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Paul Verhaeghe: New Studies of Old Villans: A Radical Reconsideration of the Oedipus Complex
Other Press, New York, 2009, 118 pp, $17.95
Published online: 9 February 2011 Ó Springer Science+Business Media, LLC 2011
In his new book, Paul Verhaeghe explores and elucidates key theoretical treatments of the Oedipus complex while providing an elegantly articulated alternative perspective on this psychoanalytic concept. His perspective both signiﬁcantly alters our understanding of the nature and role of the Oedipus complex in human biopsychosocial development and broadens and strengthens the argument for its universal applicability. Verhaeghe arrives at this alternative perspective through a brief but pithy critical analysis of Freudian and Lacanian theories. He provides additional support for it in clinical observations, contemporary relational and intersubjective psychoanalytic theories, attachment and mentalization theories, and relevant infant research. While highly sophisticated scholars of psychoanalytic theory might question the novelty of some aspects of Verhaeghe’s perspective, clinicians and newer students of psychoanalysis, gender studies, and related disciplines will likely ﬁnd this work intriguing, challenging, and inspiring. Verhaeghe’s brief Preface and Introduction provide succinct initial answers to the question of why contemporary readers should study Freudian and Lacanian theories concerning Oedipal development. Verhaeghe then presents his argument for why both Freudian and early Lacanian theories of Oedipal conﬂict and development are insufﬁcient and ﬂawed, not only for the now widely disseminated reasons articulated by certain feminist and postmodern theorists, but because they present only neurotic, fantastical, even hysterical, partial solutions to the early developmental problems of affect regulation and identity formation. In his chapters entitled Father and Mother, Verhaeghe provides further explanation and evidence for what he calls
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Freud and Lacan’s ‘‘methodological error’’ (p. 34). Verhaeghe argues Freud reiﬁed the fantasized omnipotent, prohibitive father of the Oedipus complex via the invention of the myth of the primal horde. He also argues that Lacan’s early theory promoted the notion that a strong father is needed in order to protect the child from the seductive, rapacious crocodile mother. Verhaeghe notes that these two perspectives provide us with merely hysterical, partial solutions to early developmental challenges where a more complete, analytical solution is needed. In his longest and most complicated chapter, Jouissance, Verhaeghe demonstrates in a highly nuanced but efﬁcient fashion how Lacan’s later theory, with some support from contemporary infant mentalization and attachment theory, can explain the origin and nature of earlier, ﬂawed Oedipal theories and provide a more analytic solution to the problems of affect regulation and identity formation. As Verhaeghe summarizes: ‘‘The authoritarian father prohibiting jouissance, eventually threatening the subject with castration, is nothing but a social neurotic construction on top of an a priori given: the impossibility of jouissance’’ (p. 70). Instead, ‘‘[I]n this new view of the oedipal structure, the father acts merely as an agent of symbolic castration…. the master signiﬁer… [providing] both an identity for the subject and a safeguarding regulation in matters of enjoyment’’ (p. 70). Verhaeghe then explains how the father’s inevitable failure to actually be the master signiﬁer (i.e. his Lacanian lack) opens up the possibility for individual identity development. It is in this chapter that Verhaeghe’s authoritative knowledge of Freudian and Lacanian theory combines most powerfully with his skillful writing and penchant for acute social observation. In his next chapter, Identity, Verhaeghe extends his exploration and application of later Lacanian theory further into the realm of contemporary developmental psychology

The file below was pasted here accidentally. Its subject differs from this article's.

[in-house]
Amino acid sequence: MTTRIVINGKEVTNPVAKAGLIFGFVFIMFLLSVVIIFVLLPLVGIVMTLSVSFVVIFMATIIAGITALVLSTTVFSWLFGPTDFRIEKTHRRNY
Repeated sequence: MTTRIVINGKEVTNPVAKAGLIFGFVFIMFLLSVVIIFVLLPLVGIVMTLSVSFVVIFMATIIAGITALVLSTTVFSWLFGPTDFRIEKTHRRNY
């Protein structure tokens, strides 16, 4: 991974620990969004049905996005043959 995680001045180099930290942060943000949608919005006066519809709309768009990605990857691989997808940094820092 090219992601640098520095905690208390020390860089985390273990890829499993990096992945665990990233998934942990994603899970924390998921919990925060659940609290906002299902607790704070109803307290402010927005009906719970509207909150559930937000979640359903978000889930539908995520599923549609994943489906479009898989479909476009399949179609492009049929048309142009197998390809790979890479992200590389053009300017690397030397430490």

acknowledging that it is in the Lacanian lack of both his and foregoing treatments of this subject that the possibility of difference and creativity exists. identity. (2010). Reference Shedler. his book does not provide a ﬁnal. especially as they are researched and applied in social work with individuals and families struggling with attachment. and clinical intervention were too quickly and easily dismissed in the postmodern era. in Conclusion: the Sinthome. and affect regulation. identity. identity development. while complex. resolution. Finally.216 Clin Soc Work J (2011) 39:215–216 and infant attachment research. J. Furthermore. especially as these arise in the treatment of addictions and personality disorders. Much like the revised psychoanalytic cure Verhaeghe describes in the ﬁnal chapter. fusion anxiety. while this book will undoubtedly advance discussions of psychoanalytic theory. and affect regulation related challenges and disorders. American Psychologist. The Third. 98–109. What it does offer is a creative analytic interpretation of the development of related psychoanalytic theories and associated social discourse as well as a compelling alternative perspective on the role of the Oedipus complex with respect to affect regulation and identity formation. 65(2). This invitation into dialogue is strengthened by the inclusion of an equally humble yet provocative Forward by Juliet Mitchell which provides yet another perspective on sexuality and gender identity development. mirroring. It is here that Verhaeghe confronts his reader with a conclusion concerning the aim psychotherapeutic intervention that is both deﬂating and liberating. for example. As a recent review of the research demonstrates (Shedler 2010). its implications might also prove inﬂuential in clinical practice. Verhaeghe argues convincingly that patients and analysands must confront this conclusion if they are to be freed from a cycle of Oedipal symptom formation. Verhaeghe integrates his work in earlier chapters into an explanation of one of Lacan’s more difﬁcult concepts and a further consideration of neurotic symptomology. where opportunities exist to address infant and child attachment and affect regulation related challenges. triangulation. Verhaeghe’s book is inspiring as it challenges the reader to move beyond mere dismissal into reconsideration and reinterpretation. Clinicians who work with adolescents and adults might ﬁnd this theory equally applicable insofar as it helps to explain the complex relationships between problems of interpersonal attachment. The efﬁcacy of psychodynamic psychotherapy. and reconstitution. Verhaeghe’s explanation of the primary caretakers’ roles with respect to the management of the impossibility of jouissance and its relationship to defensive externalization. Verhaeghe invites his reader to critically examine psychoanalytic theory in light of clinical experience and contemporary research. is truly compelling and seems likely to inspire additional research as well as application in clinical practice. separation anxiety. Verhaeghe’s integrative formulation might be particularly applicable in early intervention and parent guidance work. many psychoanalytic or psychodynamic perspectives on human psychology. and adult psychopathology. 123 . and the aim of psychoanalytic practice. idealization and identiﬁcation. psychopathology. guaranteed solution to the problem of the Oedipus complex or the controversies that have surrounded it. With appropriate humility.